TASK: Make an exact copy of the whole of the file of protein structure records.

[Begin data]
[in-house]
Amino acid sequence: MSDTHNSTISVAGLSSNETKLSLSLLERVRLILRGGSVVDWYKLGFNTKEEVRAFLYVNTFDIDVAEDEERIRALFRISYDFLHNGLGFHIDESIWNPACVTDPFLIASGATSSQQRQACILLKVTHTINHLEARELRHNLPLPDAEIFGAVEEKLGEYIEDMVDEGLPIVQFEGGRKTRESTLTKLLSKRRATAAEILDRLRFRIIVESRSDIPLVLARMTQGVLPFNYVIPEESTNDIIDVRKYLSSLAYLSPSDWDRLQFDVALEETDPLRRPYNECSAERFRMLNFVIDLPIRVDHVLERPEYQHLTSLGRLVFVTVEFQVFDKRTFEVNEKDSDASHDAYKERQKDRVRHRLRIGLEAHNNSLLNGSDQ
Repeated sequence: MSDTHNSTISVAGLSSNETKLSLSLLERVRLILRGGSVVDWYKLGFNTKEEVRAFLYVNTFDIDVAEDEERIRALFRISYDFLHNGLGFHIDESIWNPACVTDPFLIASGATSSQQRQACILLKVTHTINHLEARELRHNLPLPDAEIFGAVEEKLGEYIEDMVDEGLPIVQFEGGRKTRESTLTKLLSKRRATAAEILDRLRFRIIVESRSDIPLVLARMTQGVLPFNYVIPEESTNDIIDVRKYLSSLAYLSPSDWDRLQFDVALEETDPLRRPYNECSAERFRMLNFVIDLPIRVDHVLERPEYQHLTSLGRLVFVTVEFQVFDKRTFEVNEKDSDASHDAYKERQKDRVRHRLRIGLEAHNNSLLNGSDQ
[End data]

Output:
[in-house]
Amino acid sequence: MSDTHNSTISVAGLSSNETKLSLSLLERVRLILRGGSVVDWYKLGFNTKEEVRAFLYVNTFDIDVAEDEERIRALFRISYDFLHNGLGFHIDESIWNPACVTDPFLIASGATSSQQRQACILLKVTHTINHLEARELRHNLPLPDAEIFGAVEEKLGEYIEDMVDEGLPIVQFEGGRKTRESTLTKLLSKRRATAAEILDRLRFRIIVESRSDIPLVLARMTQGVLPFNYVIPEESTNDIIDVRKYLSSLAYLSPSDWDRLQFDVALEETDPLRRPYNECSAERFRMLNFVIDLPIRVDHVLERPEYQHLTSLGRLVFVTVEFQVFDKRTFEVNEKDSDASHDAYKERQKDRVRHRLRIGLEAHNNSLLNGSDQ
Repeated sequence: MSDTHNSTISVAGLSSNETKLSLSLLERVRLILRGGSVVDWYKLGFNTKEEVRAFLYVNTFDIDVAEDEERIRALFRISYDFLHNGLGFHIDESIWNPACVTDPFLIASGATSSQQRQACILLKVTHTINHLEARELRHNLPLPDAEIFGAVEEKLGEYIEDMVDEGLPIVQFEGGRKTRESTLTKLLSKRRATAAEILDRLRFRIIVESRSDIPLVLARMTQGVLPFNYVIPEESTNDIIDVRKYLSSLAYLSPSDWDRLQFDVALEETDPLRRPYNECSAERFRMLNFVIDLPIRVDHVLERPEYQHLTSLGRLVFVTVEFQVFDKRTFEVNEKDSDASHDAYKERQKDRVRHRLRIGLEAHNNSLLNGSDQ